A great proportion of Hispanics identify as mestizo (mixed European and Amerindian) regardless of national origin.Fact|date=February 2007 This is largely because most Hispanics have their origins in majority mestizo Latin American countries. El Salvador, Paraguay, and Mexico are examples of mostly mestizo populations, with 90% of Salvadorans, 95% of Paraguayans, and 70% [ [http://www.britannica.com/EBchecked/topic/379167/Mexico#tab=active~checked%2Citems~checked&title=Mexico%20--%20Britannica%20Online%20Encyclopedia Mexico - Britannica Online Encyclopedia ] ] of Mexicans identifying as mestizo, with Mexico having the largest total mestizo population at over 66 million. [cite web |url=https://www.cia.gov/library/publications/the-world-factbook/ |title=The World Factbook |accessdate=2008-06-23 |date=July 2008 estimates |publisher=Central Intelligence Agency ]

Many individuals identified as "Hispanics" (based on the U.S. definition) are of unmixed Native American ancestry. For example, many of those from Bolivia, Guatemala, and Peru constitute a majority or plurality of the population as do a considerable proportion in Mexico.Fact|date=February 2007

Many Hispanics born in or with descent from the Dominican Republic, Venezuela, Puerto Rico, Colombia, Cuba, Uruguay, and other countries may be of African descent, be it mulatto (mixed European and black African), zambo (mixed Amerindian and black African), triracial (specifically European, black African, and Amerindian), or unmixed black African.

Besides Spaniards of European stock, many people from the countries of Argentina, Mexico, Chile, Cuba, and Uruguay are of predominantly European descent. Many of them, though labeled "Hispanic" by the U.S. definition, actually trace their ancestries to European countries other than Spain. Alternate European ancestries in these countries include Italian, German, Irish, French, Polish, Welsh, and many others. Nevertheless, in most cases, many do have some Spanish ancestry, as the waves of European immigrants to these countries tended to quickly assimilate, intermarrying with the country's local population, which initially was composed primarily of Spanish-descended people: criollos, mestizos, and mulattos.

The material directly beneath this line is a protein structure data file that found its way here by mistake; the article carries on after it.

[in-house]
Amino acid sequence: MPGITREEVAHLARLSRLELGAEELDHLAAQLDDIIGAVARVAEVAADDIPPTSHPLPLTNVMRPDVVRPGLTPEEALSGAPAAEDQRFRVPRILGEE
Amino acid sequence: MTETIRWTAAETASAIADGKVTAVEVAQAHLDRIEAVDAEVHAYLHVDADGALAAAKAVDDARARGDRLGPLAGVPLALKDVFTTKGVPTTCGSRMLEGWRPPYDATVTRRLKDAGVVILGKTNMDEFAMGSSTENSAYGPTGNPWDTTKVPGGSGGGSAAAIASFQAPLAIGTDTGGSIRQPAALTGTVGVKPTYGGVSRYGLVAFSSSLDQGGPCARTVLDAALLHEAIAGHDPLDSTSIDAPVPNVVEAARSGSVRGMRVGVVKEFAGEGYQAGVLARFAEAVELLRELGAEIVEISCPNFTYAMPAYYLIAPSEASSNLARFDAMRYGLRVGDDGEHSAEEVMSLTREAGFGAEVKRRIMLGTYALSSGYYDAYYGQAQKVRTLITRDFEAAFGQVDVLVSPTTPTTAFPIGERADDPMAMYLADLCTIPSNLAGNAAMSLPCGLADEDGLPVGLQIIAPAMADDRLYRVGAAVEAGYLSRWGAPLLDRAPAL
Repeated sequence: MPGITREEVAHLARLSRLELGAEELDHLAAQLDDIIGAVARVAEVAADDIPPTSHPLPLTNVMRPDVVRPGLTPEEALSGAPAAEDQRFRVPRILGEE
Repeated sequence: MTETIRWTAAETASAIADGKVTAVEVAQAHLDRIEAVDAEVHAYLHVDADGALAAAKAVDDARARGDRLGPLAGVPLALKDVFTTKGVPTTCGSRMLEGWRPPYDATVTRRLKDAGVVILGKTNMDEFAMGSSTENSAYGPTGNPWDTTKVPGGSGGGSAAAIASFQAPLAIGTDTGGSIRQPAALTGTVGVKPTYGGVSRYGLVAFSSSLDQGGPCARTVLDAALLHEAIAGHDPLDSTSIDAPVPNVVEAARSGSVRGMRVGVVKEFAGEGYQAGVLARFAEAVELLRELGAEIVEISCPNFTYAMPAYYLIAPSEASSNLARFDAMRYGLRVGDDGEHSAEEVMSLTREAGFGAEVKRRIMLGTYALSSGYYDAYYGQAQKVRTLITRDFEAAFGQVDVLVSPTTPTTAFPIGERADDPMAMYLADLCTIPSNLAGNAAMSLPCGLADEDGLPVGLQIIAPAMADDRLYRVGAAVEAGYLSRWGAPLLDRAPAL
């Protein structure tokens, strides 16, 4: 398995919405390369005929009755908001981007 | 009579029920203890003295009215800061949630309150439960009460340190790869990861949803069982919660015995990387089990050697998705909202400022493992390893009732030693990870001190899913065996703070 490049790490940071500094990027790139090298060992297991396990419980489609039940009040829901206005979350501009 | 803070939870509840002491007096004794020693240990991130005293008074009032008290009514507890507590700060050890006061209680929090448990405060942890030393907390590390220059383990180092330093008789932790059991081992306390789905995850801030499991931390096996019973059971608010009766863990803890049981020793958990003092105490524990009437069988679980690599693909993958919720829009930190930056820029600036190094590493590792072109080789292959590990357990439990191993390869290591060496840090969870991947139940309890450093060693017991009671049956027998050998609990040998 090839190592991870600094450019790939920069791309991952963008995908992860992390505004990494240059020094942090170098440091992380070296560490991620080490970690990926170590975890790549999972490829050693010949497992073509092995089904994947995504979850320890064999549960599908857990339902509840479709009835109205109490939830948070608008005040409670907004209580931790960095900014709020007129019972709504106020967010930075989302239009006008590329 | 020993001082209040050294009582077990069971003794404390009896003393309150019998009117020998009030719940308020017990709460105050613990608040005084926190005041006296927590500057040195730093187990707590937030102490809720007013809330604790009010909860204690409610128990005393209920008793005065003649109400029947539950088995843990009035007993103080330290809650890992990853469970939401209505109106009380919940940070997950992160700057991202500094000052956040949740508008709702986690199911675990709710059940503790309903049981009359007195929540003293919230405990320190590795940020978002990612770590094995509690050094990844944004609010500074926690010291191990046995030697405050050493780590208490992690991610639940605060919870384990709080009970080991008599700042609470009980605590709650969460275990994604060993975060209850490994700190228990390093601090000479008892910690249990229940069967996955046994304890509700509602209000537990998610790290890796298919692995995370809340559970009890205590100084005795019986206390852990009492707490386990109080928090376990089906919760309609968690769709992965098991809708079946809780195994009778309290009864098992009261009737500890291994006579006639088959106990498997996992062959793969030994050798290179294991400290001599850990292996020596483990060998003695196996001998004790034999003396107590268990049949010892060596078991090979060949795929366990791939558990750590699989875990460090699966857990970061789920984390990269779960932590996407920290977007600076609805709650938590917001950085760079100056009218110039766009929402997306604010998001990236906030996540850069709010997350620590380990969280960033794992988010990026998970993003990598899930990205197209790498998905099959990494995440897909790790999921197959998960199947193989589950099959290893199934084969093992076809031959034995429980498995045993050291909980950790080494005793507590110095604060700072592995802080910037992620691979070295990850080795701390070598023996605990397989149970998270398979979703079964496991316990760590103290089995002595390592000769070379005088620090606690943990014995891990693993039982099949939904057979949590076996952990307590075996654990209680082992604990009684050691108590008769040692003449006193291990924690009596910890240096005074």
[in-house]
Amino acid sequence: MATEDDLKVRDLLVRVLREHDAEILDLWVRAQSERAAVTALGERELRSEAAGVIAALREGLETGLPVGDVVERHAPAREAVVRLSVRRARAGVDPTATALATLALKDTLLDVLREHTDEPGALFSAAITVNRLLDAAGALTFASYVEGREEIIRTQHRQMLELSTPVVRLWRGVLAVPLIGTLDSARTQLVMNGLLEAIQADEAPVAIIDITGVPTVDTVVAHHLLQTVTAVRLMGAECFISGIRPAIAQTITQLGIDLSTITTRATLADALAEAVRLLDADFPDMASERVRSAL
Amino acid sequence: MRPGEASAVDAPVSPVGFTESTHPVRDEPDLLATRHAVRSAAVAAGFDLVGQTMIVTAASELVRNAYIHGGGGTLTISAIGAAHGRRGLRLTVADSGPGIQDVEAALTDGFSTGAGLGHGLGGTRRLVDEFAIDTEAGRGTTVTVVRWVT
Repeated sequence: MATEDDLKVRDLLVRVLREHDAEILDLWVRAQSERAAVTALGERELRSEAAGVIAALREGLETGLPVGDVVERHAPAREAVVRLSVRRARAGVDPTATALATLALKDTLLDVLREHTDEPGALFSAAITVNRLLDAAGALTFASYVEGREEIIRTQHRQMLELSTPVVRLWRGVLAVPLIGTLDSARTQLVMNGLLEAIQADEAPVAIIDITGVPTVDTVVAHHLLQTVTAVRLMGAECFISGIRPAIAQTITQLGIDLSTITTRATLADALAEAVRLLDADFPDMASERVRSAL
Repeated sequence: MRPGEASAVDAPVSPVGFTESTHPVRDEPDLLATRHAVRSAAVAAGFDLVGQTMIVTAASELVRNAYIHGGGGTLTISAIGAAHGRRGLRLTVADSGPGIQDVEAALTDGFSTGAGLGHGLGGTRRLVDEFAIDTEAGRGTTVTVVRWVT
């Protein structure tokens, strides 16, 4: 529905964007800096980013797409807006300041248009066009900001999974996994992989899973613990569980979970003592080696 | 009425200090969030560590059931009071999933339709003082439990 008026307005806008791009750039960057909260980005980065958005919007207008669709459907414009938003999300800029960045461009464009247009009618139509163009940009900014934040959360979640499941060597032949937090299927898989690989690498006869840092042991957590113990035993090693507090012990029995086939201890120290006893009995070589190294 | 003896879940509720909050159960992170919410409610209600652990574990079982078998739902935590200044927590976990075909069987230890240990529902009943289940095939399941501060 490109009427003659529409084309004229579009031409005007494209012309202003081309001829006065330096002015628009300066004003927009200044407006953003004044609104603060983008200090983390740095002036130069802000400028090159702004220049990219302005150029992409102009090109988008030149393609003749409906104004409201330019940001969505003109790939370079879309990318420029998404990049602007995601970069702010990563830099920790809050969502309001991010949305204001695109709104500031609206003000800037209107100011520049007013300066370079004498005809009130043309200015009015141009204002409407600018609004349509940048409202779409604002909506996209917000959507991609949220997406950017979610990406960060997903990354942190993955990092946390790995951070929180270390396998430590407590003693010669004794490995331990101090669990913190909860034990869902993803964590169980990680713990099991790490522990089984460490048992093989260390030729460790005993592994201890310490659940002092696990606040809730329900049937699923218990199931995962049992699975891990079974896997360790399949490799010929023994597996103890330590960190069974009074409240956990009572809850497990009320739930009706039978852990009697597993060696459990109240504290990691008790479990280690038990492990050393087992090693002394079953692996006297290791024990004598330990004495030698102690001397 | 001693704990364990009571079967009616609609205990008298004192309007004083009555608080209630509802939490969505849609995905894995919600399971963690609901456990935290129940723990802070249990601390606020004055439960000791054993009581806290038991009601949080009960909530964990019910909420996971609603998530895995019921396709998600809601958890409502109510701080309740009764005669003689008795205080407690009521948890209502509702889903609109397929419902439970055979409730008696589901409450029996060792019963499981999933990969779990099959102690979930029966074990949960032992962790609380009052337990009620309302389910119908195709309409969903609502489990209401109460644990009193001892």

Likewise, a percentage of Hispanics as defined by the U.S. government trace their ancestries to the Middle East, for example Colombians, Ecuadorians, and Mexicans of Lebanese ancestry. Many Hispanics are of East Asian ancestry, as in the case of Cubans, Argentines, Mexicans, and Peruvians. If they were to migrate to the United States, the definition most frequently advocated would consider them Hispanic. "See also: Asian Latin American and Asian Hispanic and Latino Americans".

The presence of these mentioned races and race-mixes are not country-specific, since they can be found in every Latin American country, whether as larger of smaller proportions of their respective populations. Even in Spain, the European motherland of Hispanicity, there is a slowly growing population of mestizos and mulattos due to the reversal of the historic Old World-to-New World migration pattern.

Of the over 35 million Hispanics counted in the Federal 2000 Census, 47.9% identified as white (termed "white Hispanic" by the Census Bureau); 42.2% "Some other race"; 6.3% Two or more races; 2% Black or African American; 1.2% American Indian and Alaska Native; 0.3% Asian; and 0.1% Native Hawaiian and Other Pacific Islander. [cite web | url = http://www.census.gov/prod/2001pubs/cenbr01-1.pdf | title = Overview of Race and Hispanic Origin | accessdate = 2006-12-27 |date= 2001-03 | type = PDF|format=PDF] Note that even among those Hispanics who reported one race only, most would also possess at least some ancestral lineage from one or more other races, despite the fact that only 6.3% reported as such. (This is also applicable to the Non-Hispanics counted in the U.S. Census, although maybe in less proportion.)

According to one study (Stephens et al. 2001), "From the genetic perspective, Hispanics generally represent a differential mixture of European, Native American, and African ancestry, with the proportionate mix typically depending on country of origin." [http://shrn.stanford.edu/workshops/revisitingrace/Risch_confound.pdf]